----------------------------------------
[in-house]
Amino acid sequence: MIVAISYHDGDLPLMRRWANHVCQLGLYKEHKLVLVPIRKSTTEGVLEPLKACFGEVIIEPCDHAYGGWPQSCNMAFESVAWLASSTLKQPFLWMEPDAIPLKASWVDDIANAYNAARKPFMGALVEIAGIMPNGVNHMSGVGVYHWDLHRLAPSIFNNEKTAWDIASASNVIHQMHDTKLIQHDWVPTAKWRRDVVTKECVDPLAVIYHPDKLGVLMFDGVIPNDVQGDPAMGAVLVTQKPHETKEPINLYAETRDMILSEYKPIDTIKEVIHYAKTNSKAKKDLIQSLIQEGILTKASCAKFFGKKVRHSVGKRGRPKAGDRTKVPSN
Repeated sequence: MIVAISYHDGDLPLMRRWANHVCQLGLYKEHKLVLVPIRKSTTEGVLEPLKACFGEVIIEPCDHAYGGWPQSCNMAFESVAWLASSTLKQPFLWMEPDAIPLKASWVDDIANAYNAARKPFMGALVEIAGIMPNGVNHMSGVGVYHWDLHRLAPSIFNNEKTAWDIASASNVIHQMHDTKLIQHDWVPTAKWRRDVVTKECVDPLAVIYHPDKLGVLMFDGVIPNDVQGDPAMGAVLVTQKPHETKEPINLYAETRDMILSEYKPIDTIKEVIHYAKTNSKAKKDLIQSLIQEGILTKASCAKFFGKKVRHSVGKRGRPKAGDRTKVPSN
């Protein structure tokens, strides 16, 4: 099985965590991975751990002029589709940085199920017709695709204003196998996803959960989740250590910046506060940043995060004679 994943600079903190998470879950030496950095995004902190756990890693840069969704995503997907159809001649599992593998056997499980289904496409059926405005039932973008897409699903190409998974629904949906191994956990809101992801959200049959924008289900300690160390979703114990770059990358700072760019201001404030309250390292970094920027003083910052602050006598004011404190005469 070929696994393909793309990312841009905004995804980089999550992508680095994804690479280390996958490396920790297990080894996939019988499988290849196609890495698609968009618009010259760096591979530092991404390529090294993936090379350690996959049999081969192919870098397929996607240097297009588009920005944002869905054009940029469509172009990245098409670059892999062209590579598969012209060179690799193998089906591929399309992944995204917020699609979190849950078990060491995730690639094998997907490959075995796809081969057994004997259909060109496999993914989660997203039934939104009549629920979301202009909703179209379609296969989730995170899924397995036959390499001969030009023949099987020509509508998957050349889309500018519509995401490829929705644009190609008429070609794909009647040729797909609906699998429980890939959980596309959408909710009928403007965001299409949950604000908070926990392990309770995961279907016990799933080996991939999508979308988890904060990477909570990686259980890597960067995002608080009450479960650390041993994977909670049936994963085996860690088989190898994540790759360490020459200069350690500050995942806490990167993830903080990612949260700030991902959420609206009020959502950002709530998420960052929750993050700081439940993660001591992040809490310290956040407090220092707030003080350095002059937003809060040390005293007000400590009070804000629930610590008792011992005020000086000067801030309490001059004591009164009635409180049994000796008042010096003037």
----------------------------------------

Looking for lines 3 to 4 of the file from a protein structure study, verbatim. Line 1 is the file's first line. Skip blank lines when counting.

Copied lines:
Repeated sequence: MIVAISYHDGDLPLMRRWANHVCQLGLYKEHKLVLVPIRKSTTEGVLEPLKACFGEVIIEPCDHAYGGWPQSCNMAFESVAWLASSTLKQPFLWMEPDAIPLKASWVDDIANAYNAARKPFMGALVEIAGIMPNGVNHMSGVGVYHWDLHRLAPSIFNNEKTAWDIASASNVIHQMHDTKLIQHDWVPTAKWRRDVVTKECVDPLAVIYHPDKLGVLMFDGVIPNDVQGDPAMGAVLVTQKPHETKEPINLYAETRDMILSEYKPIDTIKEVIHYAKTNSKAKKDLIQSLIQEGILTKASCAKFFGKKVRHSVGKRGRPKAGDRTKVPSN
């Protein structure tokens, strides 16, 4: 099985965590991975751990002029589709940085199920017709695709204003196998996803959960989740250590910046506060940043995060004679 994943600079903190998470879950030496950095995004902190756990890693840069969704995503997907159809001649599992593998056997499980289904496409059926405005039932973008897409699903190409998974629904949906191994956990809101992801959200049959924008289900300690160390979703114990770059990358700072760019201001404030309250390292970094920027003083910052602050006598004011404190005469 070929696994393909793309990312841009905004995804980089999550992508680095994804690479280390996958490396920790297990080894996939019988499988290849196609890495698609968009618009010259760096591979530092991404390529090294993936090379350690996959049999081969192919870098397929996607240097297009588009920005944002869905054009940029469509172009990245098409670059892999062209590579598969012209060179690799193998089906591929399309992944995204917020699609979190849950078990060491995730690639094998997907490959075995796809081969057994004997259909060109496999993914989660997203039934939104009549629920979301202009909703179209379609296969989730995170899924397995036959390499001969030009023949099987020509509508998957050349889309500018519509995401490829929705644009190609008429070609794909009647040729797909609906699998429980890939959980596309959408909710009928403007965001299409949950604000908070926990392990309770995961279907016990799933080996991939999508979308988890904060990477909570990686259980890597960067995002608080009450479960650390041993994977909670049936994963085996860690088989190898994540790759360490020459200069350690500050995942806490990167993830903080990612949260700030991902959420609206009020959502950002709530998420960052929750993050700081439940993660001591992040809490310290956040407090220092707030003080350095002059937003809060040390005293007000400590009070804000629930610590008792011992005020000086000067801030309490001059004591009164009635409180049994000796008042010096003037």